The explosion of Internet usage has drawn the attention of researchers towards online Social Networks Marketing (SNM). Research has shown that a number of the Internet users are distrustful and indecisive, when it comes to the use of social networks marketing system. Therefore, there is a need for researchers to identify some of the factors that determine users' acceptance of social networks marketing using Technology Acceptance Model (TAM). This study extended the Technology Acceptance Model theoretical framework to predict consumer acceptance of social networks marketing within Western Cape Province of South Africa. The research model was tested using data collected from 470 questionnaires and analysed using linear regression. The results showed that user intentions to use SNM are strongly and positively correlated with user acceptance of using SNM systems. Empirical results confirmed that perceived credibility and perceived usefulness are the strongest determinant in predicting user intentions to use SNM system.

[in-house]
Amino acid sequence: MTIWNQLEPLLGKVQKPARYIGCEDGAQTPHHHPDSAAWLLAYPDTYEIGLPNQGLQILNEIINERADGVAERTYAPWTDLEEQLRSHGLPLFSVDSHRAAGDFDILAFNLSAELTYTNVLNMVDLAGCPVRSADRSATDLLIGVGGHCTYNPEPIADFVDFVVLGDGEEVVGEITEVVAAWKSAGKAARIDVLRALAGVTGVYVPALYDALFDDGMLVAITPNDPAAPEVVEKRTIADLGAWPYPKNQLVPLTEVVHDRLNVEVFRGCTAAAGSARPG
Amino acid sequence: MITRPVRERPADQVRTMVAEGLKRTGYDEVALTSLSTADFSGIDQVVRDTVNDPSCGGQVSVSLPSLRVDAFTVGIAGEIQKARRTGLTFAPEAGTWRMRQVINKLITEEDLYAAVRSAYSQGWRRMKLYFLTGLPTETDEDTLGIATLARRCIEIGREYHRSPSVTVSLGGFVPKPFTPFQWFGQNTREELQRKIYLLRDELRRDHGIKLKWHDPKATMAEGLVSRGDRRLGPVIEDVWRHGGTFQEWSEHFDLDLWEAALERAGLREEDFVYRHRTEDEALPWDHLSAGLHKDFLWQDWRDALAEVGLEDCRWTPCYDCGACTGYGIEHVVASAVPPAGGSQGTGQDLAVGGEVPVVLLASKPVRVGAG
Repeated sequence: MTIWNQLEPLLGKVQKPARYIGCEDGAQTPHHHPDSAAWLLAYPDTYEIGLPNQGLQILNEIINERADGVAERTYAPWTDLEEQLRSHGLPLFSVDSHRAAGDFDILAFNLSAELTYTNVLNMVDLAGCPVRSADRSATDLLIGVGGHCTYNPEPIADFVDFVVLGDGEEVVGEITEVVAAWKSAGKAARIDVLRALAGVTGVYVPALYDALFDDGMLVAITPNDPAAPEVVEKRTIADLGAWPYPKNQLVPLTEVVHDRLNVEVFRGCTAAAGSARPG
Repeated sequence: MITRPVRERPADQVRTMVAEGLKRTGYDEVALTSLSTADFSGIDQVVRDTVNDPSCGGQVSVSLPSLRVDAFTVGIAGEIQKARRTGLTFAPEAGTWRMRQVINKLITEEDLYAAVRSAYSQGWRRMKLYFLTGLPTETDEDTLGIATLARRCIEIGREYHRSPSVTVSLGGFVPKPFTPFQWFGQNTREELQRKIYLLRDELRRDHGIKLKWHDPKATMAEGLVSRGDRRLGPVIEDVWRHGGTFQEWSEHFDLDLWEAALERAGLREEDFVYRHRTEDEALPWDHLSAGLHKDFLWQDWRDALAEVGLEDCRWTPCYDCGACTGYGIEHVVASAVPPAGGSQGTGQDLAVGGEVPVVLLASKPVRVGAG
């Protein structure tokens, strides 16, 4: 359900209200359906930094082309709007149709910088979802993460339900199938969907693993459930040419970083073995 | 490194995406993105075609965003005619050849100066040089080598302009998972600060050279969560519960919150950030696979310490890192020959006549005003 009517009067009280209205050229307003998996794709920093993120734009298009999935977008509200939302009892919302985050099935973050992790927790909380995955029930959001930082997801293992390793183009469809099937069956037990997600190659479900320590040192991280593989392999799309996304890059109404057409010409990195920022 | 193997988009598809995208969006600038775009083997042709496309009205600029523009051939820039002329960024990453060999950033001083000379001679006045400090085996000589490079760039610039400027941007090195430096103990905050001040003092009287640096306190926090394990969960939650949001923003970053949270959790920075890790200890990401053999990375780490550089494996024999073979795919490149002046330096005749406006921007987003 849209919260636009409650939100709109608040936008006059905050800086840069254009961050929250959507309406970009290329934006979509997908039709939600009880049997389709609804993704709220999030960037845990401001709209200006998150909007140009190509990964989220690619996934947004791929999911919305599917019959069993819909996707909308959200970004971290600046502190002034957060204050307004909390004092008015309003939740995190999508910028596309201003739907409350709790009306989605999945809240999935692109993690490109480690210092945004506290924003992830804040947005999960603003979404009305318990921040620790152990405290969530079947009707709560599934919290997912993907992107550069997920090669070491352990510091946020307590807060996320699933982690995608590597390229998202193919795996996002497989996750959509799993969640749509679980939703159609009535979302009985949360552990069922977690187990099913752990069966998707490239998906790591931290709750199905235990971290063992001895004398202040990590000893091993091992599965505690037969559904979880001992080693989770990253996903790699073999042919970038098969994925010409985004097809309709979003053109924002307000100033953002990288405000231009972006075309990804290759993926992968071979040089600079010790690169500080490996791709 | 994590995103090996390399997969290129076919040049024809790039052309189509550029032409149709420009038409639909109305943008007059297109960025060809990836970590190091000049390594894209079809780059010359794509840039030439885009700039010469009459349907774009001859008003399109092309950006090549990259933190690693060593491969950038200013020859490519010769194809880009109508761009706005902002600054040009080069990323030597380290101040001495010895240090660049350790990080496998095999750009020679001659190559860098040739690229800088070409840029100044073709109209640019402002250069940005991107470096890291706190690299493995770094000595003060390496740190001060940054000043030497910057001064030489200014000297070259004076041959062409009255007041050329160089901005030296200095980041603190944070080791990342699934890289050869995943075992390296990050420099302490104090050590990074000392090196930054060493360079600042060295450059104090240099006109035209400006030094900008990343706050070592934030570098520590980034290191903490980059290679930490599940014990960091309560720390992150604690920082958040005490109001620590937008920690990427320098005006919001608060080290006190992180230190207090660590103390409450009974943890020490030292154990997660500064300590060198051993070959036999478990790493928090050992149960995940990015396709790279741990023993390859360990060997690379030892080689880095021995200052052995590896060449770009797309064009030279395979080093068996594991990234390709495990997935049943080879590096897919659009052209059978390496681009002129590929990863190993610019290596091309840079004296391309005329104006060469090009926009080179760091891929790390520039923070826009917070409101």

Offline signature verification using locally optimized distance-based classification : research articleSource: South African Computer Journal 50, pp 15 –27 (2013)More Less